Going into 2001 the CBO had projected a budget surplus of 5.6 trillion dollars for the foreseeable future due to the Clinton pay as you go policy and with the tax rates that he had left office with.

From 2001 to 2009, America saw the lowest tax receipts in 40 years and we also witnessed the largest increase in federal spending as a ration to GDP in 40 years as well.

Spending increased by 18.2%, with increases occurring in defense, by 1.6%, medicare and Medicaid by 1.7%, and income security is another example. Income security relates to unemployment insurance and food stamps. These increased expenditures can be attributed to the Great Recession.

The aging of the Baby Boomers is a factor in what has been an increase in Medicare and Social Security expenditures.

Most of the financial bleeding occurred as a result of 1.4 trillion spent on 2 wars, Iraq and Afghanistan, 1.6 trillion in tax cuts and 3.5 trillion in economic changes due to the global financial crisis, up to 2011. During the Obama administration from 2008 to 2011, 0.9 trillion can be attributed to his stimulus package and tax cuts.

The CBO and President Obama realized that the budget was not sustainable going forward unless things changed. We have seen cut backs on expenditures and just recently we have returned to the tax rates that President Clinton had. With a better economy and increased revenue the budget crisis has improved. The following is a brief discussion on what makes up our Federal Budget.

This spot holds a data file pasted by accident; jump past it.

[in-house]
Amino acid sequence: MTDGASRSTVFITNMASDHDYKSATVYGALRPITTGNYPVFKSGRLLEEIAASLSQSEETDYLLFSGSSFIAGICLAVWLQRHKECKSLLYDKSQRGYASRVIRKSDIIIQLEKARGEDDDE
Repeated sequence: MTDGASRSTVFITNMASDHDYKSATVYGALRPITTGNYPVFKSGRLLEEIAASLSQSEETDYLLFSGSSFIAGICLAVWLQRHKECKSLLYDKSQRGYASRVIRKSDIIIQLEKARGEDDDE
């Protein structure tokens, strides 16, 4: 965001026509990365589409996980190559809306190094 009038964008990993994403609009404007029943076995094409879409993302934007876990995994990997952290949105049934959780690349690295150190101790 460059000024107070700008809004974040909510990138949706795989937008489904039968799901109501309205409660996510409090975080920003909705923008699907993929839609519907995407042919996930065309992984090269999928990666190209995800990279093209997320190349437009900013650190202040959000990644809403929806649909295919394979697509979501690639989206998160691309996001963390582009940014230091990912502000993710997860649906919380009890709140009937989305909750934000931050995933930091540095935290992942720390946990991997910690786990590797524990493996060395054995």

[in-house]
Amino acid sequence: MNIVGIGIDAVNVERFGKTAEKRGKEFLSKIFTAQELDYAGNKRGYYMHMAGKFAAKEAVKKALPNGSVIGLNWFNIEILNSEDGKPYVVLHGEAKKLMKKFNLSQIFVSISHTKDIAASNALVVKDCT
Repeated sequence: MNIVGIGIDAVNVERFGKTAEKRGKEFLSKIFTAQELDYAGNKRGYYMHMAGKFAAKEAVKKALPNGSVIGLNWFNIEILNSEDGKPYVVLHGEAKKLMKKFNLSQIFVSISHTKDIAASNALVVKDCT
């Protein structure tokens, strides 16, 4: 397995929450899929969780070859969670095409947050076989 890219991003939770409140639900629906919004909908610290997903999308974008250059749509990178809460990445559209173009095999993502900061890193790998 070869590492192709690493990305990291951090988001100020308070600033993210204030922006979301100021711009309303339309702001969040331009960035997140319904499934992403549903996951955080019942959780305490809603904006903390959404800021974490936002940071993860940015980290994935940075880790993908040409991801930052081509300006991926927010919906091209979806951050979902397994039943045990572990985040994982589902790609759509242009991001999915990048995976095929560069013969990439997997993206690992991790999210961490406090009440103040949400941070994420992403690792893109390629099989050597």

The budget has a mandatory spending portion and a discretionary portion. There are 12 appropriations bills required to fund the government from the Agriculture Department to Transportation and Housing and Urban Development.

For the period of time, from September 28, 2012 until March of 2013, the total revenue requested was 2.9 trillion dollars and the money that was actually funded was 2.77 trillion dollars. The total expenditures were 3.45 trillion dollars with a deficit of 680 billion dollars, which represents a 4.1% of GDP deficit.

Over the next ten years there will be a cut in discretionary expenditures of 1.2 trillion dollars to help put our fiscal house in order.

The largest expenditures in our current budget are a $600 billion dollar defense budget and roughly 20% of the budget is for Social Security and another 20% for Medicare.

It has taken budgetary cuts and new taxes to re-configure the budget and put it on a better financial footing .